Once you make out how the unemployment are calculated, you will have a fair idea of how much you could receive per week or per benefit period if you were to lose your job. This is significant when you think taking unemployment or searching another job.
Unemployment is computed and one half of what your weekly pay was at the time of the discharge up to your state's maximum benefit. You will have to verify with your state's unemployment office to see what the highest payout for your state is. For further details refer unemployment benefits article.
Recently Asked Questions:
WHEN SHOULD I APPLY FOR UNEMPLOYMENT INSURANCE BENEFITS?
Individuals should apply for benefits as soon as they are unemployed or working less than full-time. Weekly benefits are not paid retroactively, so the sooner you file, the sooner you may be eligible for benefits.
HOW DO I APPLY FOR UNEMPLOYMENT INSURANCE?
You can file an initial claim for unemployment benefits two ways, online or calling a UI Claim Center. To file online login to myalaska.state.ak.us and click on “Unemployment Insurance Benefits”.
If you call, a UI claim center representative can take your information over the phone. After you have opened your UI claim, you can file for biweekly benefits online at the above website or over the phone by calling our automated telephone claim filing system known as VICTOR.
WHAT IS COVERED EMPLOYMENT?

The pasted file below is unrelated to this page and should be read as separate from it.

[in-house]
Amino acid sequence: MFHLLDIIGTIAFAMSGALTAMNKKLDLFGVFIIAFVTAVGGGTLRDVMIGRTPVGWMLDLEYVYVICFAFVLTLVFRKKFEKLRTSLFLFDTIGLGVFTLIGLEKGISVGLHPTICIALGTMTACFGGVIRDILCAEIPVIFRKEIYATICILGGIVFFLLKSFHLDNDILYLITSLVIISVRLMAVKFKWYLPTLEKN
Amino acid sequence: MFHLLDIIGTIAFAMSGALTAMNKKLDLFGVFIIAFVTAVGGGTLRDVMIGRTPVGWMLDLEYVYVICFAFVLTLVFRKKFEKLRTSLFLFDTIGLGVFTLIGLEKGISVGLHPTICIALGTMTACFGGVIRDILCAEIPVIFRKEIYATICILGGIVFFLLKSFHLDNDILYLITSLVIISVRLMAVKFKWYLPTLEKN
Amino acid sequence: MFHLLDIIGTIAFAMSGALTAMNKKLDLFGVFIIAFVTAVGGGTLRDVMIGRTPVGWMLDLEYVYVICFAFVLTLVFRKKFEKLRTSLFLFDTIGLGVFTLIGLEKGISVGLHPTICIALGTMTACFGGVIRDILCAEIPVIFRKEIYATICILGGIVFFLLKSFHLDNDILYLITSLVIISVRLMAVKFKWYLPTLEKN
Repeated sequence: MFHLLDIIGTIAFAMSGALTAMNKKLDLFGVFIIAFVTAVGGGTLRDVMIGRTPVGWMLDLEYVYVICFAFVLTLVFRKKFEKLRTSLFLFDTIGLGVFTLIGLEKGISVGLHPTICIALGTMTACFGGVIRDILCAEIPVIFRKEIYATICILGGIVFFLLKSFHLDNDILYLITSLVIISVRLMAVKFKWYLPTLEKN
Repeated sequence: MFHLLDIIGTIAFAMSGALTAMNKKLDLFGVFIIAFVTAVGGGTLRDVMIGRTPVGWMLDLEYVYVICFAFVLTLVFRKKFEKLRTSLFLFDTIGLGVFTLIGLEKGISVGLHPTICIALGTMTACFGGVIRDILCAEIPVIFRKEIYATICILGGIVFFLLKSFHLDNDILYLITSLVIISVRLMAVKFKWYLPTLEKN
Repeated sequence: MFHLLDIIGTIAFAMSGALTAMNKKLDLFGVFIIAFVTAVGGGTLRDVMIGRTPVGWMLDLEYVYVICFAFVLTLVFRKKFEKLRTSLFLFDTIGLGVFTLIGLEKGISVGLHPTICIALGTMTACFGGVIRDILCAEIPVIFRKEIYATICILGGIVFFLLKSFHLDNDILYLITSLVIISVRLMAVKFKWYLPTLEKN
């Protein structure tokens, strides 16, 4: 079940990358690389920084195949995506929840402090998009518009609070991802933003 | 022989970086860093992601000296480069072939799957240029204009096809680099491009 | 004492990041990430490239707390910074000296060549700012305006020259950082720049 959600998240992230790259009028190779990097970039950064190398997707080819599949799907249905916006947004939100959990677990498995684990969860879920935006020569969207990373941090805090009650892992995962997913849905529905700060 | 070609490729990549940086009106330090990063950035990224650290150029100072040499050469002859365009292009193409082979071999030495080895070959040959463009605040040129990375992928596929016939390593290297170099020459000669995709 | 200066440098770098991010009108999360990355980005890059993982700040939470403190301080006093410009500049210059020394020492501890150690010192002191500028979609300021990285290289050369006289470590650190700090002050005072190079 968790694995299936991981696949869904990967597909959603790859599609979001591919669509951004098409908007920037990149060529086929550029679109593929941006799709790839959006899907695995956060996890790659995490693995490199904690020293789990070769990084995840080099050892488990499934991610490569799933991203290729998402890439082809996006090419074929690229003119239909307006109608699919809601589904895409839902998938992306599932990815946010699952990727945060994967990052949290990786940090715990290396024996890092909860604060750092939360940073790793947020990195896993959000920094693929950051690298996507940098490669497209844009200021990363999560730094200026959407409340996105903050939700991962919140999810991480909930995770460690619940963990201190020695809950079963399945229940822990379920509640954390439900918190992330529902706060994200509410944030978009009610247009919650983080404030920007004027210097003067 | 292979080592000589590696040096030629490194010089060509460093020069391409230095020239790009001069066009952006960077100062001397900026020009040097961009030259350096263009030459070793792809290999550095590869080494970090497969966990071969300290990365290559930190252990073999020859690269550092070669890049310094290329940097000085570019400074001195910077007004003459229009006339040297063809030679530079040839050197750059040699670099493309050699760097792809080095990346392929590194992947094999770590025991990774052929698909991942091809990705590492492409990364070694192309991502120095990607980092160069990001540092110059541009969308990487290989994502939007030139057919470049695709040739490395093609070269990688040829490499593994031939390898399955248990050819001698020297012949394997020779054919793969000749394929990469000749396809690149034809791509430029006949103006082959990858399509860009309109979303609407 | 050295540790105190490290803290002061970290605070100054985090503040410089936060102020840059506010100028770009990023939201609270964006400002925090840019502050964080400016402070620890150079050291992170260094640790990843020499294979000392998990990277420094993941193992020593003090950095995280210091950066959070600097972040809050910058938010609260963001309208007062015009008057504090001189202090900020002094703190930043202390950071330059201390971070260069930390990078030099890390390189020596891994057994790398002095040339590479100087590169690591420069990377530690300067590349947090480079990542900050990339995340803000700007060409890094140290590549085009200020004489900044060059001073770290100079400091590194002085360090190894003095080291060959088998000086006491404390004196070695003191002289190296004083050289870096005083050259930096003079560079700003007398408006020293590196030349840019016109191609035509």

Covered employment is work done for an employer who is bound by Alaska Statute to pay an Unemployment Insurance Tax for their workers. One fast way to answer this question is to find out whether your employer is registered with the Alaska Department of Labor. If they are, they should have a certificate posted identifying them as a registered employer with the Alaska Department of Labor or the Employment Security Division. You might also ask your payroll unit if your wages are subject to unemployment insurance, as most occupations are.
WHAT IF I QUIT MY JOB OR WAS DISCHARGED BY MY EMPLOYER?
Generally speaking, a worker must be out of work through no fault of their own to be eligible for benefits without penalty. If it is determined that you voluntarily quit without good cause or you were discharged for misconduct, there will be a six week disqualification period. This disqualification will begin the first week you are unemployed and will continue through the following five weeks. In addition to the disqualification period, there will also be a three week reduction of payments and you will not be eligible for Extended Benefits.
HOW DO EARNINGS AFFECT MY BENEFITS?
If you earn $50 or less there will be no reduction in your benefits. There will be a .75 cent deduction for each dollar that you earn, over $50. You must report your earnings in the week that you actually earn the wages, even if you have not been paid.
HOW LONG WILL I BE ABLE TO COLLECT UNEMPLOYMENT INSURANCE BENEFITS?
Your benefit year begins on Sunday of the week in which you file. Your claim is then active for 52 (sometimes 53) consecutive weeks. Duration of benefits is a minimum of 16 weeks and up to a maximum of 26 weeks. Your initial entitlement may last longer than the number of weeks indicated if you are working part time or on call and receiving partial benefits.